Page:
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Natural Pancreatitis Remedies for Dogs

Natural remedies (such as herbs, vitamins, and other natural supplements), together with a low-fat diet and plenty of exercise, can be effective in preventing and speeding up the recovery of pancreatitis in dogs.

Dog on Grass Pancreatitis refers to the inflammation of the pancreas. It happens most commonly in middle-aged or older dogs. In particular, those whose diets are high in fat are more susceptible.

This page takes a closer look at the kind of diet that is appropriate for dogs with pancreatitis, as well as some natural dog pancreatitis remedies that can be used to support and strengthen the dog’s pancreas, liver and immune system.

Diet for Dogs with Pancreatitis

If your dog has pancreatitis, or is prone to develop this health problem, you should put him on a bland, low-fat diet. Fat and protein in foods stimulate the pancreas to release digestive enzymes. To avoid putting a heavy burden on your dog’s pancreas, minimize the intake of vegetable oils, butter, and all other fatty foods.

The pancreas also produces insulin. Diabetic dogs tend to be prone to pancreatitis, whereas pancreatitis can also cause diabetes. It is therefore advisable to pay attention to the amount of sugar intake as well. Avoid vegetables with high sugar levels (such as pumpkin, fresh corn, parsnips), fruits, honey and grains (except rice).

Food ingredients appropriate for pancreatitis in dogs include boiled chicken meat served with rice or potato, no-fat cottage cheese, turkey baby food, etc. Low glycemic vegetables such as grated cabbage and broccoli (uncooked) can be given in small portions.

Kibbles usually do not contain enough natural digestive enzymes and so your dog’s body will have to work extra hard to produce the enzymes for food digestion. If you cannot cook for your dog every day, look for a premium, well-balanced, natural dog diet to make sure that your dog is getting all the nutrients.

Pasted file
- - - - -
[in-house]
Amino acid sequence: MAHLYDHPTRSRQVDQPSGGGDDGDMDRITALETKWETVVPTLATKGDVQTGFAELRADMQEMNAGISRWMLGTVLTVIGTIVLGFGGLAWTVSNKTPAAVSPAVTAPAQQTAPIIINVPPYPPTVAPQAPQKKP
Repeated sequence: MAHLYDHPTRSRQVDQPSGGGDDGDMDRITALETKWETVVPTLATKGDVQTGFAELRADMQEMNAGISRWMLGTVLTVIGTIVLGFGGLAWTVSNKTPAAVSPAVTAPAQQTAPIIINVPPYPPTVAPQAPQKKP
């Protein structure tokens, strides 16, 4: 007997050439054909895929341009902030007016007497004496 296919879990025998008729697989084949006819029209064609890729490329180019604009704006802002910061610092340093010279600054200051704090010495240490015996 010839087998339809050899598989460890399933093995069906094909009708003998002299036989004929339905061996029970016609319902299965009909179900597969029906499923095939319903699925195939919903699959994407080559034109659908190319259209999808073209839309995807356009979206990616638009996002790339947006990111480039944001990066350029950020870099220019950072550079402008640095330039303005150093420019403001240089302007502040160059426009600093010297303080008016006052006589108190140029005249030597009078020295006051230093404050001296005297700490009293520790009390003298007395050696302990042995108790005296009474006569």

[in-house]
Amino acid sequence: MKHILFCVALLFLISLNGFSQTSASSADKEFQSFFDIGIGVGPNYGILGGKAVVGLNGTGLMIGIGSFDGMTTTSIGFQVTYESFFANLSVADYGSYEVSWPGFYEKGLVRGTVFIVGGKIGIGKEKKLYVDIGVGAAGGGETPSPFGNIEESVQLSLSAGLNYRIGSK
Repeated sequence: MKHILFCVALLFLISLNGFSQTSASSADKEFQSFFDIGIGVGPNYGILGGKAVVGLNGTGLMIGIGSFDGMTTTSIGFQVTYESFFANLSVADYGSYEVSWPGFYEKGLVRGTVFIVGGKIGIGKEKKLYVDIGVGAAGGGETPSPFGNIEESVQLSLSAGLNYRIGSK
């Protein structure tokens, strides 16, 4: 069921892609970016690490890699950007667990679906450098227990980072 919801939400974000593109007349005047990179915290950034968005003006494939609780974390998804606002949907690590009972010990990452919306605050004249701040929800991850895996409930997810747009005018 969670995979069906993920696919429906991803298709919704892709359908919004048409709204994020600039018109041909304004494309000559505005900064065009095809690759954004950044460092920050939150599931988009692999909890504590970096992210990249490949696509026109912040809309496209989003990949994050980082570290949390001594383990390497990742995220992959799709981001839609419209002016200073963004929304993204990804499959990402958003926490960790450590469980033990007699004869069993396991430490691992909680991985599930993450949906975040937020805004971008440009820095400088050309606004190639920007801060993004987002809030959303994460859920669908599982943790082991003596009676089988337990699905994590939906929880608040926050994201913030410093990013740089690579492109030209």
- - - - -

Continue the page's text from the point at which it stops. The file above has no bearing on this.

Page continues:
As well, feed your dog small portions (of both food and water) throughout the day to put less strain on the pancreas. Food should be given at room temperature for best digestive action.

Herbal Dog Pancreatitis Remedies

Herbs are best used to support the systemic organs related to pancreatic function at the onset of dog pancreatitis. In general, this will require tonic support of the liver and the digestive system.

  • Milk Thistle: One herb that supports and benefits the liver is milk thistle. It is effective in regenerating and restoring normal function to the liver that is damaged as a result of infection, drugs, etc.
  • Yarrow: Yarrow strengthens the pancreas and helps to reduce pancreatic inflammation. It also improves blood circulation to the organ.
  • Dandelion / Burdock: Dandelion or burdock root can increase bile and enzyme production in the liver; therefore they can aid digestion and reduce stress on the pancreas.
  • Echinacea / Astragalus: Immune-boosting herbs such as echinacea or astragalus can be given to a dog with pancreatitis to strengthen the body, especially if bacterial infection is the trigger of the pancreatitis attack.

Useful Supplements for Dogs with Pancreatitis

  • Digestive Enzymes: Many veterinarians suggest giving a dog with pancreatitis supplements of digestive enzymes to give the pancreas a break, making the dog pancreatitis flare-up easier to control.
  • Probiotics: A supplement of probiotics is also essential to ensure that the digestive system has a balanced gut flora. This is particularly important if your dog has been treated with antibiotics. The good bacteria in the probiotic supplement also aid digestion.